Hershey’s latest results for the 2008 financial year and the first quarter of 2009 show the company’s strong resistance to the effects of the ongoing global economic downturn.
The company reported almost 4% growth in net sales in 2008 compared to the previous year and sales gains from international businesses with rapid volume growth were particularly relevant contributors to the positive growth rates, even though in constant actual value terms sales from outside the US accounted for less than 15% of total revenue in 2008.
As part of Hershey’s global growth strategy, it is significantly increasing its investment in markets outside the US, particularly India and China.
In the first half of 2009 the company acquired the exclusive licence to the Van Houten brand and related trademarks from Barry Callebaut in the Asian-Pacific, Middle Eastern, Australian and New Zealand markets. Hershey’s expansion activities are also intensifying in India as Godrej Hershey Foods and Beverages Ltd, a joint venture between Godrej Beverages and Foods Ltd and Hershey, is planning to introduce products from Hershey’s international portfolio to the Indian market.
Growing Asian chocolate confectionery market
Hershey’s expansion in recent years in the Asian confectionery market has also been fuelled by the advantageous positioning of its predominantly chocolate confectionery portfolio. The growing Asian economies and rising consumer affluence have resulted in consumers gradually trading up from sugar to chocolate confectionery. The category is expected to outperform both sugar confectionery and gum over the 2008-2013 forecast period.
One of Hershey’s latest moves in the Asian region saw it gain the exclusive licence to the Van Houten label, which is one of the most popular brands in chocolate confectionery and chocolate-based flavoured powder drinks in many Asian markets, such as Singapore, Indonesia and Vietnam, with annual retail value sales of around US$60 million (2007). This deal complements Hershey’s existing portfolio and gives the company instant access to many attractive Asian markets, including Indonesia and Malaysia.
Hershey’s further expansion in India
Since 2007 Hershey’s focus on Asia has strengthened as it has established joint ventures and manufacturing partnerships in the region. In India a joint venture with Godrej Beverages and Foods Ltd offers good opportunities to benefit from the dynamic growth of the Indian confectionery market. In China a business agreement with Korean conglomerate Lotte Group to produce Hershey and certain Lotte products for the Asian market has significantly strengthened Hershey’s presence in the region.
In June 2009 Godrej Hershey Foods and Beverages announced that it is planning to introduce products from Hershey’s international label to the Indian market. As part of the brand introduction strategy, Hershey’s Chocolate Milk Mix syrup is being extended nationally, while Hershey’s chocolate syrup has already been introduced and manufactured locally.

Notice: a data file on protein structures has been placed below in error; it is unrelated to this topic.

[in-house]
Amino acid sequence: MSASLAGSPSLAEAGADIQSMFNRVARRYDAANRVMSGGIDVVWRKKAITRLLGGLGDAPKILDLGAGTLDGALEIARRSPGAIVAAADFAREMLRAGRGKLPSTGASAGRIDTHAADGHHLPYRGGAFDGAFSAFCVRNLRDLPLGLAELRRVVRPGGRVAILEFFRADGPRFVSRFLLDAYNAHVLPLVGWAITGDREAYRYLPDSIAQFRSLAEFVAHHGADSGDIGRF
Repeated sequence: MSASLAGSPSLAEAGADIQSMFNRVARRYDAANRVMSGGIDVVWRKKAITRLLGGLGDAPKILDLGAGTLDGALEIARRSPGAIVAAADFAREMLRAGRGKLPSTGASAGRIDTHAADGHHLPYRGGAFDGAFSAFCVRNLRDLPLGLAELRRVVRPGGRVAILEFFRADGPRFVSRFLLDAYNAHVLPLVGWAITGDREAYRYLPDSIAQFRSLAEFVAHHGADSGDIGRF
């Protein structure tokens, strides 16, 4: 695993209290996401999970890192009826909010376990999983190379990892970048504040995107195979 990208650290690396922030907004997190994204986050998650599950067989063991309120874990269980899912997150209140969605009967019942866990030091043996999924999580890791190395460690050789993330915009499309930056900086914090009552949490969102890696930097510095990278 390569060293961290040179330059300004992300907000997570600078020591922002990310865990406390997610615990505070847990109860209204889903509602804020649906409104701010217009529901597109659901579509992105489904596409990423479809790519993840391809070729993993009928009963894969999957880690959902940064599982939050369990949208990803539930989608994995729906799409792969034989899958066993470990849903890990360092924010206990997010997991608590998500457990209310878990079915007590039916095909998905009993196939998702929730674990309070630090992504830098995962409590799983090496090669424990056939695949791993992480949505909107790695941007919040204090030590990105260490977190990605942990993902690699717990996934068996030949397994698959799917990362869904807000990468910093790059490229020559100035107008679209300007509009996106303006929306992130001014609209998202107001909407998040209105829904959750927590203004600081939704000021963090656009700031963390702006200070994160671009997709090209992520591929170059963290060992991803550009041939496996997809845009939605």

Godrej Hershey aims to expand margins with the change from bulk to branded items in commodities such as tea and cooking oil, eg Cooklite and Godrej Tea. Currently, only a small amount of Hershey chocolate is imported, but the label has not been formally launched in the country yet.
However, competition in the attractive Indian chocolate confectionery market is very strong from rival international players. Cadbury commands almost a 60% share of the fast growing Indian chocolate confectionery market and together with number two Nestlé, their overall value share in 2007 exceeded 90%. India is deservedly the focus of many companies’ expansion policies as it is a good example of a market in which economic growth is positively impacting demand for more expensive chocolate confectionery items, and there is room for growth.
Per capita consumption of chocolate confectionery in India in 2008 was still significantly below that of developed markets, at less than 0.1kg per year compared to 5.4kg in North America.
Benefiting from joint infrastructure
Hershey’s expansion strategy in new Asian markets is centred on joint ventures and business agreements and its partners’ established production and distribution facilities. This requires significantly less investment (its agreement with Lotte involved a 44% stake for US$39 million) but at the same time delivers dynamic revenue growth. In 2008 Hershey achieved 8% value growth in its net sales generated outside the US compared to 3% in its domestic US market.
In recent years Hershey has sought to reduce its heavy reliance on the slow growing North American market. In 2006 only 10.9% of its sales were generated in markets outside the US, which subsequently increased to 14.4% in 2008. However, rival American conglomerate Mars generated more than 55% of its confectionery sales outside the US market in 2007.
Keeping up the speed of expansion in new markets is vital if Hershey is to remain competitive in the international confectionery arena against the likes of newly-merged Mars-Wrigley and Nestlé. Although this expansion in new markets offers good growth opportunities, it also demands significant investment in marketing and brand building.